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The Rocky Mountain Collegian

The Student News Site of Colorado State University

The Rocky Mountain Collegian

The Student News Site of Colorado State University

The Rocky Mountain Collegian

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Czarnecki: It wasn’t just good while it lasted, it was great

Dear readers, 

How do you say goodbye to something that is part of your own identity, something that is so deeply ingrained into who you are that it’s impossible to winnow out? It’s hard for me to believe, and even accept, that the end of the school year is already here. As the clock for the school year strikes midnight, the bell tolls for a four year relationship that began on my very first day of freshman year — my love for The Rocky Mountain Collegian


What kind of feelings are you supposed to have in a situation like this? You lose something that means the world to you. Something that you have spent the past four years investing all your emotions, time and energy into, only to have it be cut out of your life and boxed up nice and neatly once a certain date on the calendar arrives. 

Exactly one year ago today, I assumed the role of editor in chief of The Collegian. The feelings of pride, excitement and nervousness coursed through me. The happiness and jitters all mixed together. Thinking about the great times and challenges that were ahead was thrilling for me, someone who joined the newspaper as a photographer on my first day of Ram Welcome Weekend. 

It’s hard to even express the feelings I have now, reflecting on the past four years at The Collegian and the past 12 months as editor of the paper. But all I can say is that it wasn’t just good while it lasted, it was great. 

My experience as the editor of The Collegian was everything I could have hoped for and dreamed of, and that wouldn’t have been possible without you, the readers, and the members of the Colorado State University community. It would not have been possible without your readership, support, criticism and engagement.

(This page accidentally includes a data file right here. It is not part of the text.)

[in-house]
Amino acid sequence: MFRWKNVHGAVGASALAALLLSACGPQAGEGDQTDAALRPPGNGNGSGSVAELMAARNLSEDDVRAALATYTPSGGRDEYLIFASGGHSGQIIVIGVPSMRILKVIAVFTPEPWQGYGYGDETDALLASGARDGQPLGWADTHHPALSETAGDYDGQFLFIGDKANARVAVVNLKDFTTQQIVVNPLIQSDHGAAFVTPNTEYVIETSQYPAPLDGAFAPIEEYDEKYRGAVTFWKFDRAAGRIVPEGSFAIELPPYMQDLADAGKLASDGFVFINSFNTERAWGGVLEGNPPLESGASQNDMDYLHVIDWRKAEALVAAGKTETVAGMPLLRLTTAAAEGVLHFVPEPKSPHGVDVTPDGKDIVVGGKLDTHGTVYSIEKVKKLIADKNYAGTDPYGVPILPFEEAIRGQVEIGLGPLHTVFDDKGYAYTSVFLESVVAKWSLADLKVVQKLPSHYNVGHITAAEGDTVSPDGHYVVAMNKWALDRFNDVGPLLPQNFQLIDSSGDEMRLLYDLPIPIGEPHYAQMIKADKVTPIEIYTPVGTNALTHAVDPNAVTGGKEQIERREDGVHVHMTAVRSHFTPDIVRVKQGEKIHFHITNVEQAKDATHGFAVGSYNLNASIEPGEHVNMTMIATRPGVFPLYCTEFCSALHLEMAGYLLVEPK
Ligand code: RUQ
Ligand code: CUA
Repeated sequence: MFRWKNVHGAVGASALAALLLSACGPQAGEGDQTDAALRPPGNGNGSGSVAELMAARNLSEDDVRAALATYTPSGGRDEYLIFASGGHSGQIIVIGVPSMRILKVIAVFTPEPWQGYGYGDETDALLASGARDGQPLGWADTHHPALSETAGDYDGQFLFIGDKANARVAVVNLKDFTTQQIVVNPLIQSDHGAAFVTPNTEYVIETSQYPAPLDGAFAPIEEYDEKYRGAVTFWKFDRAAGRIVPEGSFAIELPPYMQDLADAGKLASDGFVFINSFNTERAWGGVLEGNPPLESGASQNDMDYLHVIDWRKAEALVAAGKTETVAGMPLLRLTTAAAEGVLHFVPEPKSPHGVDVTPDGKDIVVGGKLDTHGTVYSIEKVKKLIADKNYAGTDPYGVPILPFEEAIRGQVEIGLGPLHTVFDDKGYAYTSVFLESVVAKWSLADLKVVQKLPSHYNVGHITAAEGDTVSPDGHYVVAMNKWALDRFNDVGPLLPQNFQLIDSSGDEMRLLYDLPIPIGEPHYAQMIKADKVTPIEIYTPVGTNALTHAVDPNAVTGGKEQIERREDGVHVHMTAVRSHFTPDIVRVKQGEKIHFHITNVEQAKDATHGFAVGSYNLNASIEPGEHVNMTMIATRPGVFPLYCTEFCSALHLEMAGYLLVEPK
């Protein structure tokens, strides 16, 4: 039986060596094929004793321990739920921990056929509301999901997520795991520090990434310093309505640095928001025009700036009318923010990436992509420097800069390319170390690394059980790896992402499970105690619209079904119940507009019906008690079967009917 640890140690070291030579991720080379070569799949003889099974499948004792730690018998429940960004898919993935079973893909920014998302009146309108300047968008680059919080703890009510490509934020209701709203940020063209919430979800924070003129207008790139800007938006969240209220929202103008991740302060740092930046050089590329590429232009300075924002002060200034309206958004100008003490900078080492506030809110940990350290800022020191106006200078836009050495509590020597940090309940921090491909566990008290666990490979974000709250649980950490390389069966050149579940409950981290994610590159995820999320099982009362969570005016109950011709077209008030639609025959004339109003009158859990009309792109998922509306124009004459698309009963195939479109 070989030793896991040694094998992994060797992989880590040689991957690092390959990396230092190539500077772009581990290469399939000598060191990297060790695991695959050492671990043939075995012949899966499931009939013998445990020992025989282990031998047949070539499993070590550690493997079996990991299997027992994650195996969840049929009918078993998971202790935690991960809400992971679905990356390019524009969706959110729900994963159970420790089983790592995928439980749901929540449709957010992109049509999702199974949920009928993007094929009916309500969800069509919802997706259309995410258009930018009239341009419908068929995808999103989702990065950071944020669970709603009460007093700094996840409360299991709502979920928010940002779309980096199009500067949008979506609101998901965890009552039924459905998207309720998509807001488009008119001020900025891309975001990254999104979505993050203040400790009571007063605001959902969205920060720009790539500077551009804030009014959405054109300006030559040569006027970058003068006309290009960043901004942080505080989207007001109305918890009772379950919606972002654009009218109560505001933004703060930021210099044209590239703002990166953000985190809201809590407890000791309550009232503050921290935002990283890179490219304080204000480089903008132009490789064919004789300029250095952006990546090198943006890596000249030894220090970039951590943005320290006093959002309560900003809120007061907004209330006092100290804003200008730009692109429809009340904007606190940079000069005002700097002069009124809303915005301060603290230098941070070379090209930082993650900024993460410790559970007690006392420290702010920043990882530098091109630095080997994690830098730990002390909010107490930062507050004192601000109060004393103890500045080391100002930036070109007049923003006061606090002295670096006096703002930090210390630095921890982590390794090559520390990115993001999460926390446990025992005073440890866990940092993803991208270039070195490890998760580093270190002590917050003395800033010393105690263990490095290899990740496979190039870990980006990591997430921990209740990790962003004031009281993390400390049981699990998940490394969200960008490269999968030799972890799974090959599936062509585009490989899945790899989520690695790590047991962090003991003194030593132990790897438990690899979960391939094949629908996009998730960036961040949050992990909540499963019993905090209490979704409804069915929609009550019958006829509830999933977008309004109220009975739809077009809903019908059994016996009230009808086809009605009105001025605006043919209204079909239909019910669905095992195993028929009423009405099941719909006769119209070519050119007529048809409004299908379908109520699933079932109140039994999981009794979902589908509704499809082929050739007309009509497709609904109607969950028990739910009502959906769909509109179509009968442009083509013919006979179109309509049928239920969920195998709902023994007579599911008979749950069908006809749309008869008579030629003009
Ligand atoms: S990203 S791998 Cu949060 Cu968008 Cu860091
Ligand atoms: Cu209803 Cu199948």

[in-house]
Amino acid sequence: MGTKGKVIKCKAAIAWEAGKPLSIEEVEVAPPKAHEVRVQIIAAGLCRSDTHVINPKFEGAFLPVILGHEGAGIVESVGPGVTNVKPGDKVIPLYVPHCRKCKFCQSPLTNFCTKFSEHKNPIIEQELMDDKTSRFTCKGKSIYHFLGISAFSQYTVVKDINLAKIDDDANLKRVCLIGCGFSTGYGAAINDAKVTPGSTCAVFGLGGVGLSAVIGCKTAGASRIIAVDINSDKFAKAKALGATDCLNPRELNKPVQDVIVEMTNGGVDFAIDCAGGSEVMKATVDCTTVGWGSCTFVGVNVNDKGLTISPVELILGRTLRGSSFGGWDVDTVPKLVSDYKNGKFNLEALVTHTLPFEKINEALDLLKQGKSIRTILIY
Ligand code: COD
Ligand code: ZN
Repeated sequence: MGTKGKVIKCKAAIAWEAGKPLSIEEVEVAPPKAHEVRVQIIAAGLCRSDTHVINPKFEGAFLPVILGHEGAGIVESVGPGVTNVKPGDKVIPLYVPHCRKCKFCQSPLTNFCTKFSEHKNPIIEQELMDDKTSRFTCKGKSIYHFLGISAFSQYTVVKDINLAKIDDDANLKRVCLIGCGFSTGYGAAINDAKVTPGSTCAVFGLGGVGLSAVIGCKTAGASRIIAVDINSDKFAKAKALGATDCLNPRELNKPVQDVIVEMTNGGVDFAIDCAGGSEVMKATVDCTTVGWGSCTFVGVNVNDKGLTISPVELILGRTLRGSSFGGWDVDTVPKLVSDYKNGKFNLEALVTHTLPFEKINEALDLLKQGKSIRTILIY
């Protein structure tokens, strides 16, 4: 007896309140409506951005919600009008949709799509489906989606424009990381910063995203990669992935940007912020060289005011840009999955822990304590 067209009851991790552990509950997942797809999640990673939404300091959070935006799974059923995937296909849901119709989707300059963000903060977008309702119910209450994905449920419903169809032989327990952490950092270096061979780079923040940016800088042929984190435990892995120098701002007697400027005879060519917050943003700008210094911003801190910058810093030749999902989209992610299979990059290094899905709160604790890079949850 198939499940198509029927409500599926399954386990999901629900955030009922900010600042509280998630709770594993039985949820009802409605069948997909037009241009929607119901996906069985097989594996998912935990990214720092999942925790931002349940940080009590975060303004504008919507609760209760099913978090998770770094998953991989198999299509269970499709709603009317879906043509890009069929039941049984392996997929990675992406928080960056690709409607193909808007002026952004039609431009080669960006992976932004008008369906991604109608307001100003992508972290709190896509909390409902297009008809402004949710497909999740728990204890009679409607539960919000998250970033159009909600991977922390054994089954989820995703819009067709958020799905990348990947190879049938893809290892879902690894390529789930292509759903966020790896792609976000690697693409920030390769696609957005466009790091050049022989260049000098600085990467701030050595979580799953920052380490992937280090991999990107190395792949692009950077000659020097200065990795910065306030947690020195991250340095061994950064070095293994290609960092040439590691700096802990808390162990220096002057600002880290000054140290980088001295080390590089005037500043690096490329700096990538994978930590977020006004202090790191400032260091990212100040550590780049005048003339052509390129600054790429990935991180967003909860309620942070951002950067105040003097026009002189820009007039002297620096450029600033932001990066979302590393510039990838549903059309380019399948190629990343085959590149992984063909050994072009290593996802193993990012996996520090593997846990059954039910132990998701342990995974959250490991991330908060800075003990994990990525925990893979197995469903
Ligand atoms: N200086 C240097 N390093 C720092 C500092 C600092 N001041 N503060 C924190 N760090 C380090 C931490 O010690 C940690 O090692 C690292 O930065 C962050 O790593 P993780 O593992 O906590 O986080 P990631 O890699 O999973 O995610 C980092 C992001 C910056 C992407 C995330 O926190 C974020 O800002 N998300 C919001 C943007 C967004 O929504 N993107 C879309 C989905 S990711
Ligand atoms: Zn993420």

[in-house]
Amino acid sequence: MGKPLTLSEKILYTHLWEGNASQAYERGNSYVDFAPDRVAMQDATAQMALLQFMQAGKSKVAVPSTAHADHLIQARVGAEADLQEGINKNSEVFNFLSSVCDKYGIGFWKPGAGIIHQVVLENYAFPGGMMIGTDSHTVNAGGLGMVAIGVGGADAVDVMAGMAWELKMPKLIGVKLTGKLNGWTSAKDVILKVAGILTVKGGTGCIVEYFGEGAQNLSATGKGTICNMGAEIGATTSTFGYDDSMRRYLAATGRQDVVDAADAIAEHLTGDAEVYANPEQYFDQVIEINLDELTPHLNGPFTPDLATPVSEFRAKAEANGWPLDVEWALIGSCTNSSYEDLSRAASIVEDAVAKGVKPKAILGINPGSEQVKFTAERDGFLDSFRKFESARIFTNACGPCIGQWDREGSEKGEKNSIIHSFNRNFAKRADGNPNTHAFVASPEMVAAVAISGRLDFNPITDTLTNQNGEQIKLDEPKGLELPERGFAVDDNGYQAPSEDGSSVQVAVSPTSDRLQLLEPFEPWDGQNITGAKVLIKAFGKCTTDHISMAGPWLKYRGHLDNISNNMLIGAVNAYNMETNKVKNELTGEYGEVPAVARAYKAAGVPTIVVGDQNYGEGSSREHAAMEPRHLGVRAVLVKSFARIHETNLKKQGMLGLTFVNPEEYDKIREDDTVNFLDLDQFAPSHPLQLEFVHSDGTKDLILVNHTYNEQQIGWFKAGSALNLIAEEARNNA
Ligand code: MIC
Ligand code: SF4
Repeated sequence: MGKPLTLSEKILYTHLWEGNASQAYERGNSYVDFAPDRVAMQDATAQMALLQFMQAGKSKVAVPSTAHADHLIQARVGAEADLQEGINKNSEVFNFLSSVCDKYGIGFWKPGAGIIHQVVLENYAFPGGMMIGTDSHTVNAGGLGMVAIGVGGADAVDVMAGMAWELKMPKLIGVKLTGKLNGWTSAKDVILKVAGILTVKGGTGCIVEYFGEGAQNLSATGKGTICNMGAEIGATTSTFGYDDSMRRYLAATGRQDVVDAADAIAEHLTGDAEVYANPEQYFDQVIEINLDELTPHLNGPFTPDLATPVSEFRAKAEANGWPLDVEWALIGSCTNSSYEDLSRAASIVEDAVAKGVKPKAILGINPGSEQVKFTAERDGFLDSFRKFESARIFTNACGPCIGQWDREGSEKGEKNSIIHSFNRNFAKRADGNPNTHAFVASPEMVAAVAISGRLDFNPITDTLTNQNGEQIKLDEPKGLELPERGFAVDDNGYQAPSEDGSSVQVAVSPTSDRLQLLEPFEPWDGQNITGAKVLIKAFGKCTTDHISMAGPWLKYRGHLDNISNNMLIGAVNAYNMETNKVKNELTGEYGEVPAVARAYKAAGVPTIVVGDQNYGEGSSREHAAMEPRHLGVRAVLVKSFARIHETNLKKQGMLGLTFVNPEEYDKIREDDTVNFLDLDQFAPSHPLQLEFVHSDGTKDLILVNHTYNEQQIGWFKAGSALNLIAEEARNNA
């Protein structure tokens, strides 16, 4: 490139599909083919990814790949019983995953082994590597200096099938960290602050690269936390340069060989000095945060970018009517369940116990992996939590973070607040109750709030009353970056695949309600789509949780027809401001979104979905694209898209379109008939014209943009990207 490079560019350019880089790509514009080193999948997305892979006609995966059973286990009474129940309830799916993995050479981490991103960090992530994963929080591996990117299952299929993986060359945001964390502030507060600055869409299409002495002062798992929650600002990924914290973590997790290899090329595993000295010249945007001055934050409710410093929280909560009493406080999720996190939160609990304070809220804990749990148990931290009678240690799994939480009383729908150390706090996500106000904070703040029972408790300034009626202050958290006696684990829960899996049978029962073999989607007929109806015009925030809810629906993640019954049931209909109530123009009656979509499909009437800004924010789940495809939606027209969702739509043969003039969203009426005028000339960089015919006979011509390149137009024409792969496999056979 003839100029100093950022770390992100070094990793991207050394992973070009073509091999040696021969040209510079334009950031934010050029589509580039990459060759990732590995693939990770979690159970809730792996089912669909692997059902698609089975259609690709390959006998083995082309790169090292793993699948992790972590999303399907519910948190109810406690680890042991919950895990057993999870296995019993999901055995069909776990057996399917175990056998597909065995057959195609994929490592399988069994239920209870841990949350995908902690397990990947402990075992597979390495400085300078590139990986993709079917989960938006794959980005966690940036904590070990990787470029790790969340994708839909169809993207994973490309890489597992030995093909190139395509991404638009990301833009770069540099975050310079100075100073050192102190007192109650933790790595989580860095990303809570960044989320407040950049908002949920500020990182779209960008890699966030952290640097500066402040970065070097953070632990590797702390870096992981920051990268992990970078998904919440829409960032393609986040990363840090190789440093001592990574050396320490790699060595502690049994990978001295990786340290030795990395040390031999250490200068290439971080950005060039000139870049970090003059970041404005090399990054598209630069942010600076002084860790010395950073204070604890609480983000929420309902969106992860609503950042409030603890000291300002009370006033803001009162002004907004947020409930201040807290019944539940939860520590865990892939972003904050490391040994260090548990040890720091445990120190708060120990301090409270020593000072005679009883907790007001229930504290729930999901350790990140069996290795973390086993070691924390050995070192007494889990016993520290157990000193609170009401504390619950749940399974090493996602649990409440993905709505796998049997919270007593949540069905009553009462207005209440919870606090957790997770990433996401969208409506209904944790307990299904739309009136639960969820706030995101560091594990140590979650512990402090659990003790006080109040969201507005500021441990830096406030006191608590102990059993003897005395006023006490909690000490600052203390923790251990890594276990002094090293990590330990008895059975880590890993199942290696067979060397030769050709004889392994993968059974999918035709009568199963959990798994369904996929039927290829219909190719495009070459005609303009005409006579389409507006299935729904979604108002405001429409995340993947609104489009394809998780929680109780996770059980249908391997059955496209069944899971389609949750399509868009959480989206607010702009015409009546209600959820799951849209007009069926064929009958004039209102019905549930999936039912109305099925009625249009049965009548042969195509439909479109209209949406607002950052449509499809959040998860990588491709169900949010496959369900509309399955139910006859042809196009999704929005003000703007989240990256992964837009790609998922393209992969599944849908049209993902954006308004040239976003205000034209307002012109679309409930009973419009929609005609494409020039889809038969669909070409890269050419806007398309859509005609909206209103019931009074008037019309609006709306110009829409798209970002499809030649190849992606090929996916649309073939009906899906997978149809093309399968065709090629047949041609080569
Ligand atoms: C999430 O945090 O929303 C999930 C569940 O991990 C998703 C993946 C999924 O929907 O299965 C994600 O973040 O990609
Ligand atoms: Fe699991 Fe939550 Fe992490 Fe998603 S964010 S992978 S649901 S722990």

It would not have been possible without such an amazing team of editors, reporters, photographers and designers that I was so proud to work with. 

It would not have been possible without such an amazing publication that I had the privilege of leading.

And most importantly, it would not have been possible without such a wonderful, goofy group of college students that I was lucky enough to call my friends. 

people pose for photo on oval
The 2019-2020 Rocky Mountain Collegian editorial board poses for a photo Oct. 17, 2019. (Matt Tackett | The Collegian)

Although this isn’t the goodbye I was hoping for, it’ll have to do. I can’t help but feel a little bitter and sad about it. It’s like a car crash that you know is coming, and you know it’s going to hurt. All you can do is watch and wait for what comes after the smoke and the dust and the shattered glass have settled. 

It’s beyond painful to say goodbye and write this column. It’s heartbreaking, especially under these circumstances. 


The last issue that was printed under my editorship rolled off the presses with a headline that spelled uncertainty and disruption for the entire University system. It was a historic issue and a historic moment in the state’s history. 

There is a sense of pride that comes with knowing we documented a pivotal moment in the school year and got the news out to so many community members. But there is also a sense of sorrow that comes with knowing that the last issue came two months earlier than it was supposed to, and there weren’t any proper goodbyes. 

That’s enough sorrow for now, and I don’t mean for it to be overwhelming or give the impression that all I’m left with is sadness and pain from this editorship — it’s exactly the opposite. But I will say that those feelings are inescapable at the moment and are worthy of some words on the page. 

I could not have been more proud of the work that everyone on staff did this year and the stories that we told. This year gave me further conviction in my belief that local journalism and community-oriented stories make a difference. I saw the results and I felt them in the community. I hope you did too.